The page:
The Hymn Of The Homeless

I do not know her name, but someone in such a desperate situation deserves to at least have an elegant name.  The first one that comes to my mind is Chantelle.

Her skin is a shade lighter than that of a raven’s and to the touch it is as coarse as a scouring pad.  With the texture of a household broom, her hair looks as though it’s been whipped through a thousand windstorms.  People are not mesmerized by her voice when she speaks; instead they recoil at the sound of its tone.  When she moves, that is when she has the strength to move, it is with the grace of a boxer past his prime, badly beaten after seven excruciating rounds.  She has just emerged from a very long winter, but unlike a strong and mighty bear who has been treated to months of restful slumber she has war stories to tell.  Her home is not a peaceful den tucked away in the woods.  It is the harsh streets of New York City.  Welcome to Chantelle’s world, an existence consumed wholly by her fight to stay alive.  At the end of the day there are no glorious tales of victory to tell.  All she has to show for her struggles are her endless scars of battle.

To the casual observer we are only across the street from one another, but to me we are worlds apart.  Where she sits, it can’t be more than thirty-three degrees outside on this late March evening.  Inside Goal Posts, the Manhattan sports bar where I have chosen to grab a snack, it’s a climate controlled sixty-nine.  For warmth, Chantelle has only a green garbage bag upon which to rely.  I’ve just taken off my leather jacket for some relief from the heat.  This woman must battle these streets on a daily basis.  I’m here for a week’s vacation.  Tonight, Heaven and Hell have collided on the corner of West 47th and 7th.

From where I’m seated I have a perfect view of where Chantelle will spend part of her evening: against a construction company’s makeshift wall, crumpled and tossed aside like a piece of paper.  I can’t hear what she’s saying to passerby’s, but I have an idea. “Could you help someone down on their luck?”  “Could you spare some change for a coffee?”  “I have no home and I haven’t eaten all day…please help.”  It’s a cry people like her sing out every day; a disheartening hymn you pray you’ll never have to repeat.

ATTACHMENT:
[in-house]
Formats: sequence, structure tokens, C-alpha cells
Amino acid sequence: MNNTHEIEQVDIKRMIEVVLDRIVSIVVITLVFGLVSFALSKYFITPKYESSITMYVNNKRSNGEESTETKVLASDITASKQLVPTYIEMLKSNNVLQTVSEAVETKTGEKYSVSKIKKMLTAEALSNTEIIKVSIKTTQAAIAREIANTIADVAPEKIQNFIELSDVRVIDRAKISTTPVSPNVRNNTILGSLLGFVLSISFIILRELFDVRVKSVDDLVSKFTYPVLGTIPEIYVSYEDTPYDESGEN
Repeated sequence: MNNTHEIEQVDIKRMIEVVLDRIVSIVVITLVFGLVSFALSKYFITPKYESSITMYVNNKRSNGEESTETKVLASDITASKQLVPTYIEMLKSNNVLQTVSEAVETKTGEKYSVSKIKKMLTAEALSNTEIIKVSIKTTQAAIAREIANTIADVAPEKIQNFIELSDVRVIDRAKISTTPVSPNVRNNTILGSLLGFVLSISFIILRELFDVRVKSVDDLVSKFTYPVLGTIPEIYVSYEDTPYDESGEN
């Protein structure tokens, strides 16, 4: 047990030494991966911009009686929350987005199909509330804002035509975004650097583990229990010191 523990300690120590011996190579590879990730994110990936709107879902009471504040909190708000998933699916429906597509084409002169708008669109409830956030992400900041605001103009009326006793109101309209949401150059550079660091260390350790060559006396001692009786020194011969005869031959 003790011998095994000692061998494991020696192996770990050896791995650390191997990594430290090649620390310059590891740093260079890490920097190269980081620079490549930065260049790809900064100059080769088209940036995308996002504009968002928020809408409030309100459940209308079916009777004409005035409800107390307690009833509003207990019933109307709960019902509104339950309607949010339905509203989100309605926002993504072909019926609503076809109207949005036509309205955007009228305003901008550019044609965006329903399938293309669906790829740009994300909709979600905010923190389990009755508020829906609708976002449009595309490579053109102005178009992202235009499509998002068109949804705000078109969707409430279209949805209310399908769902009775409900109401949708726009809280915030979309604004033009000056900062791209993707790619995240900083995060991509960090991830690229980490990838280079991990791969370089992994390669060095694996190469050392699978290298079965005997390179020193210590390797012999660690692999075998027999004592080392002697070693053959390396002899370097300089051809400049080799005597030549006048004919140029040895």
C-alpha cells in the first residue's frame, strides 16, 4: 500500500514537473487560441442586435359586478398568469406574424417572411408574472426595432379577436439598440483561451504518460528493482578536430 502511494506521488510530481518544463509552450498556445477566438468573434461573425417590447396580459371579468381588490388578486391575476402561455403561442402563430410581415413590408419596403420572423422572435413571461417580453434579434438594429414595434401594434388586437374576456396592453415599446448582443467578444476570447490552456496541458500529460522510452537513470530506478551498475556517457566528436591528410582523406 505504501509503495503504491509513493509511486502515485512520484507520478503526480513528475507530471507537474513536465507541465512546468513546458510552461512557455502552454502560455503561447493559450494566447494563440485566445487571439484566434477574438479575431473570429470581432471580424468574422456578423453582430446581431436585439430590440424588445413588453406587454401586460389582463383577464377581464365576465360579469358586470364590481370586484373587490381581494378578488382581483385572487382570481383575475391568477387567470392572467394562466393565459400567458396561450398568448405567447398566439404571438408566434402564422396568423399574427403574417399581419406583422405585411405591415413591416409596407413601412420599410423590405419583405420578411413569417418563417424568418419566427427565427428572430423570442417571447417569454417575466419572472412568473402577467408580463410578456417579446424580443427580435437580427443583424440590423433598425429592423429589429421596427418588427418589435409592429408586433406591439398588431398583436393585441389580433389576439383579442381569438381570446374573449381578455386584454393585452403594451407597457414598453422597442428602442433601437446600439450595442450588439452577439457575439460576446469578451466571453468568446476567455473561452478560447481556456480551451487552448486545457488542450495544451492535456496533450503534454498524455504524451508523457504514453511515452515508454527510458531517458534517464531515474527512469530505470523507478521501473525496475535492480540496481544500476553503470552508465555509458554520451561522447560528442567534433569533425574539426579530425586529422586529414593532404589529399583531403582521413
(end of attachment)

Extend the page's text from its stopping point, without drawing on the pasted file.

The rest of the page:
Most of the people who walk by do that and nothing more.  With eyes fixed straight ahead they hope that by pretending not to hear or see her, she’ll just go away and leave them alone.  As I continue to stare out the window, I see my own reflection glaring back at me, as if I were questioning my own refusal to have seen, to have heard, and to have helped otehrs like her in the past.  Growing up I was always told to stay away from street people; they were just dirty bums who got what was coming their way.  Looking at her, though, I can’t imagine any sin great enough to warrant such a punishment.

All of a sudden a man stops to give Chantelle some change from his pocket.  He kneels so that they can make eye contact and then he says something.  I wish I could hear what he is saying.  Is it something as simple as “Here you go” or something more heartfelt, such as “I wish I could do more”?  Out of the dozens who have already passed, he is the first to try and offer any sort of help or solution.  Why is he willing to see what so many others refuse to acknowledge, I wonder.  At what point in his life did he realize that this tragedy is everyone’s responsibility?  That the homeless aren’t just a collection of crazy, lazy fools with no pride, but rather they are just like us: ordinary humans?  When did he begin to see them with compassion and understanding?

Shortly thereafter he leaves and Chantelle is then approached by two police officers.  They ask her to move along and she complies.  The men in uniform probably feel that they’re only doing their jobs.  Tourists don’t want to see homeless people when they come to New York, they may be reasoning, that’s too depressing.  So they get the Chantelles of the city to move along to someone else’s beat.  Just sweep them under the carpet, like the rest of society’s ills.

Will I see more people like Chantelle during my time in the Big Apple?  Likely.  Will I do anything about it while I’m here, or when I return home and finally take notice of the issue in my own backyard?  I hope so.  Oh how I hope so.


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